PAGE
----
@Mnemosyne: I heard they really fucked up their Latino/Spanish language outreach, however, like Spanish language ads directing you to an English language website, and so on. Can you comment, since you’re over there?

    Florida is outperforming a lot of heel-dragging states because there is an army of volunteers (ETA: in South Florida) going door-to-door. Probably helps that the federal site/phone line is Spanish-friendly.

    It’s the more Republican part of the state that is getting screwed by the refusal to expand Medicaid and Scott’s attempts to block navigators. I mean, except for Sarasota and the Villages (selfish old rich GOPers), because they have socialized medicine already. It’s working people in red counties that are getting screwed.

  13. 13
    feebog says:

    Just think what these numbers mean nationwide. California has 10% of the population and will obviously sign up over 1 million before March 31. If all the states had pro-actively acted in good faith (I know, I know) we would be looking at somewhere around 10 million signed up nationwide by the end of March. And most likely more than 10 million entered into expanded Medicaid programs. Add several million young adults able to be enrolled on their parent’s policies and you are approaching 25 million additional covered THE FIRST YEAR!

    It is painfully obvious why so many Republican Governors and legislators have resisted, and in many cases tried to sabotage the ACA. If close to 25 million were covered by the end of the first year of sign-ups they would be wiped out in the 2014 mid-term elections.

  14. 14
    Another Holocene Human says:

    @Richard Mayhew: Seems like it was more than ‘too ambitious’ more like ‘too trusting of contractor’ and ‘contract manager too recently in employ of contractor’ and ‘fraud’.


    There’s a missing, probably non-existent audit. I’m thinking there will be a perp walk at the end of this.

    Now, the Massachusetts thing, that was kinda sad. :(

  15. 15
    Roger Moore says:


    I agree with Mnemosyne, you have to go radio/TV/internet/newspaper blackout in order not to see or hear a Covered California ad.

    I think you’d have to be a complete shut-in, too, since they have plenty of outdoor advertizing on bulletin boards, bus shelters, etc. They have genuinely been pushing it like crazy, and the results speak for themselves.

  16. 16
    Another Holocene Human says:

    @jl: The provider ads are a teabagger’s worst nightmare. Also noticed some pretty good tax prep provider ads recently–the online, inexpensive providers, not those HR Block ripoff artists–that were like a celebration of taxes. I don’t think the gov’t is even allowed to run “propaganda” like that. First time I ever saw a good side to the fact that GOP forced IRS to privatize online tax filing for individuals rather than having a government-direct option.

    Some of those healthcare coverage ads have been manipulative in a good way. Be interesting to see what the “direct” #s are this year, and whether people switch between exchange and direct next year (like if they catch on about whether it benefits them to do one or the other).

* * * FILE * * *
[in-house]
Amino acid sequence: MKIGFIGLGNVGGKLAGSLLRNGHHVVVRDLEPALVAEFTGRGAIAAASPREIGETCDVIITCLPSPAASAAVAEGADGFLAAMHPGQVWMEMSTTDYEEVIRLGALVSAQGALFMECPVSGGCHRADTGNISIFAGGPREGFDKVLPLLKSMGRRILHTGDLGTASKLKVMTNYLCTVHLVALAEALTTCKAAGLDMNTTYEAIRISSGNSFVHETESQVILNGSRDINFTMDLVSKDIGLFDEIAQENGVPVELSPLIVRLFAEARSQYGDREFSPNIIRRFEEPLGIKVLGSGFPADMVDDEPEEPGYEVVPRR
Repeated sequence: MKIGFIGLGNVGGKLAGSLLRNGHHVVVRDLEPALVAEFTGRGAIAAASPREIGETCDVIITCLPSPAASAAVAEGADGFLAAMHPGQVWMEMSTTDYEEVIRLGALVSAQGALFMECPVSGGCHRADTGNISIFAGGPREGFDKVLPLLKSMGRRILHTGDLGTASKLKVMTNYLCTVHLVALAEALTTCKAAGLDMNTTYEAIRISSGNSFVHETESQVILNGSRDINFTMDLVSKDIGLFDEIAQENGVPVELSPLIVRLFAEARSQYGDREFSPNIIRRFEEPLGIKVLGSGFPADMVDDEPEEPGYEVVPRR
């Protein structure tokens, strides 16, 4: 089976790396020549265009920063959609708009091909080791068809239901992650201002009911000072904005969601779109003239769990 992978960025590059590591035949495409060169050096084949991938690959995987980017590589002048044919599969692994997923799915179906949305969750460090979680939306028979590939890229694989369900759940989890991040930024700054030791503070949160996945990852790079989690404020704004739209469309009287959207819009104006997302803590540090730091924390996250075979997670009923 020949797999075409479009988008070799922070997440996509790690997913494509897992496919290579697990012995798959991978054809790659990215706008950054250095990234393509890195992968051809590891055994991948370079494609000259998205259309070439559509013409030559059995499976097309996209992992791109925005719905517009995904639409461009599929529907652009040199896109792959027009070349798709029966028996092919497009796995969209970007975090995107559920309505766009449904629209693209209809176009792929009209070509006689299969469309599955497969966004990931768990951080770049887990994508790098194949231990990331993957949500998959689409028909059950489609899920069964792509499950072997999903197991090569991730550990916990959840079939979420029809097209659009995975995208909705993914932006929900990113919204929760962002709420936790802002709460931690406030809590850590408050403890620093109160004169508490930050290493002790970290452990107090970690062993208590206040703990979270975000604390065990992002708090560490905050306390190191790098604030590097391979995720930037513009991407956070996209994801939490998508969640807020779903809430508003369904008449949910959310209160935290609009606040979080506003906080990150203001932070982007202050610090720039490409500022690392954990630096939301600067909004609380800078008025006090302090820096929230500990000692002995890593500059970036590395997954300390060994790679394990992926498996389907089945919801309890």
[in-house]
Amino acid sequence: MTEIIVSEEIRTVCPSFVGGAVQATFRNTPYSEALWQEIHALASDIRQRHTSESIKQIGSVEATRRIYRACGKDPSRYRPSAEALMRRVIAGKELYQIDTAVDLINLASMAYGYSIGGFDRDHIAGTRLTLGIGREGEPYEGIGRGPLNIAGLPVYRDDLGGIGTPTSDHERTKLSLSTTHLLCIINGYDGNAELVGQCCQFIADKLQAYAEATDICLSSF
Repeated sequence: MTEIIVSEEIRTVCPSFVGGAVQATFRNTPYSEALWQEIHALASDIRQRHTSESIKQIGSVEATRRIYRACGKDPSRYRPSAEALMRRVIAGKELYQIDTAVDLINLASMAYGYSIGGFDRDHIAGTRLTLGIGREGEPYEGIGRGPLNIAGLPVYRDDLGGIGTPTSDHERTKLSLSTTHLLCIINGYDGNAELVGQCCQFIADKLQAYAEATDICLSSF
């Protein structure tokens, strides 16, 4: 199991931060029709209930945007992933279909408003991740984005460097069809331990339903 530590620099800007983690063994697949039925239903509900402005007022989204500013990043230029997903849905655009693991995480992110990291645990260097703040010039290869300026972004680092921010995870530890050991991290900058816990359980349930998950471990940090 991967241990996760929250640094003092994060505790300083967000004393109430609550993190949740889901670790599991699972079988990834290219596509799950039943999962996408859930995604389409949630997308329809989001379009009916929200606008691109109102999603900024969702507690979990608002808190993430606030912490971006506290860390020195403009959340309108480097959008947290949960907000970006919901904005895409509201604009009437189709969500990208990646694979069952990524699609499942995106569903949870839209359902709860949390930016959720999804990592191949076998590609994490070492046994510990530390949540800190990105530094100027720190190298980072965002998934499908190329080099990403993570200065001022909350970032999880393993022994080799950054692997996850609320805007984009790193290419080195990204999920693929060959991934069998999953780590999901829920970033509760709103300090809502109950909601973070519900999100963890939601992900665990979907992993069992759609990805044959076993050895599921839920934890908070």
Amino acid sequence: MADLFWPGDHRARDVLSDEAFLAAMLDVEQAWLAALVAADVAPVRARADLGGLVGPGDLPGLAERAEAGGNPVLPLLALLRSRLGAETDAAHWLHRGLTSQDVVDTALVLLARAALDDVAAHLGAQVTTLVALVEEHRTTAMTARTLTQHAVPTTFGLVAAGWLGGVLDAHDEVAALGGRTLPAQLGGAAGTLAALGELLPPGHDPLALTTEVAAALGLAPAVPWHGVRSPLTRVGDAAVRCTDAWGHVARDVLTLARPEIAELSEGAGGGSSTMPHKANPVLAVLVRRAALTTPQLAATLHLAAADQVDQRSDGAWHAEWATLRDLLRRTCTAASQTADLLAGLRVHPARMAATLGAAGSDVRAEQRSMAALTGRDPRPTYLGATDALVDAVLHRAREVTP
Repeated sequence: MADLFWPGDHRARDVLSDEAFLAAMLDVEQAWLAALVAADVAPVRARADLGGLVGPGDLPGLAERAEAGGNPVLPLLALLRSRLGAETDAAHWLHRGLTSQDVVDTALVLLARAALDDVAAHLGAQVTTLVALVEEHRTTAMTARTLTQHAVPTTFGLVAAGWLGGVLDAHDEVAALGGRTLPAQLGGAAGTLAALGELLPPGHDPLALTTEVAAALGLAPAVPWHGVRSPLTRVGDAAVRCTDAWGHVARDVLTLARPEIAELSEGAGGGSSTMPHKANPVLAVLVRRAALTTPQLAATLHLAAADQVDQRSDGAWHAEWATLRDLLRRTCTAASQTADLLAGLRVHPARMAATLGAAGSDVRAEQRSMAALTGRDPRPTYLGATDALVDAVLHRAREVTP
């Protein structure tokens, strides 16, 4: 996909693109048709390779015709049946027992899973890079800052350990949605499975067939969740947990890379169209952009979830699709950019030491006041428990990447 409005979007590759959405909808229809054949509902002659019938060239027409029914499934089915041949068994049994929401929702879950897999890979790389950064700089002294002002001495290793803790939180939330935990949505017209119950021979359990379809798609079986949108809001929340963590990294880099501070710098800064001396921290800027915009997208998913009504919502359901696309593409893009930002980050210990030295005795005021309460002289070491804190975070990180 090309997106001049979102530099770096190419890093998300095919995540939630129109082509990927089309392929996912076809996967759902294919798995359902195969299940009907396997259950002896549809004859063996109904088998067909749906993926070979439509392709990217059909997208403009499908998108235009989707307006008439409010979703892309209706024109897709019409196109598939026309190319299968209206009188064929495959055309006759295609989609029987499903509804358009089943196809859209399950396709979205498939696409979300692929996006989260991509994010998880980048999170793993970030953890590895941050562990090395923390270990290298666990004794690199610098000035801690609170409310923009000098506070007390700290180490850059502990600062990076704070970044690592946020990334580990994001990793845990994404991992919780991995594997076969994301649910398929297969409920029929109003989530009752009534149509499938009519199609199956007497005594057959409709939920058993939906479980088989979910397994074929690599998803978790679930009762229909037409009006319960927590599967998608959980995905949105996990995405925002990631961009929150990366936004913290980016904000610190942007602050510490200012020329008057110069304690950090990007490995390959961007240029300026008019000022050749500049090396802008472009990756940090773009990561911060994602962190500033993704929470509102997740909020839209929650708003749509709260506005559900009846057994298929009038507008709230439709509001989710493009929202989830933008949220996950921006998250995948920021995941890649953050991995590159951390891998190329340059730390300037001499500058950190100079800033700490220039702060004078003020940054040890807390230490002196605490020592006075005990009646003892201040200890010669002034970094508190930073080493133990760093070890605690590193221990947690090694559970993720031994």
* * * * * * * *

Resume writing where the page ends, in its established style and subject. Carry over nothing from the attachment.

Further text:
17. 17
    Mnemosyne says:

    @Another Holocene Human:

    I don’t speak Spanish, so I’m totally out of touch with what the Spanish-language media is saying. This story was in the LA Times today, if that helps.

  18. 18
    catclub says:

    @Another Holocene Human: “Florida is outperforming a lot of heel-dragging states because there is an army of volunteers”

    I remember reading that Florida and some other states were making Insurance navigators jump LOTS of hoops. I guess that came to nothing.

  19. 19
    Another Holocene Human says:

    @the Reverend boy: You probably have to answer that question about whether she’s a smoker.

    The website is only barely useable in that it sometimes doesn’t make it clear where to go next. But for some reason it finishes your medicaid/subsidy eligibility, has you download that, THEN asks about smoking. You won’t get rates until you answer that question.

  20. 20
    ted says:

    There’s was a little hiccup where I got billed twice: once as a monthly, once as a bi-monthly. One call sorted it out. But I have yet to go in for a visit…I’m healthy!

  21. 21
    Another Holocene Human says:

    @Mnemosyne: Thanks.

    Why oh why did I look at the comments under that one? Vile.

  22. 22
    Another Holocene Human says:

    @catclub: OfA style door knockers, canvassers. Not navigators–they’ve made that quite tough. Although my county made sure the navigators could camp out in the same building with the health dept anyway, something Scott tried to prevent.

  23. 23
    SatanicPanic says:

    @catclub: Time to bring out the flaming hoops!

  24. 24
    raven says:

    University of Georgia President Jere Morehead defended on Wednesday university workers charged with helping those interested navigate the new federal health care law.

    Morehead called it a UGA tradition to give unbiased information to the public.

    “In this case, the university is in line with the sort of things the University of Georgia has done throughout its history as a land grant institution,” Morehead said in a regularly scheduled press conference.

    UGA has come under criticism from conservative activists and lawmakers for its Healthcare Navigators program, funded with a $1.66 million federal grant.

    A state Tea Party group collected more than 30,000 signatures last year for an online petition calling on state lawmakers to make it illegal for the university to provide information about the federal Affordable Care Act. One group even staged a rally outside the Coweta County Extension Service office in Newnan.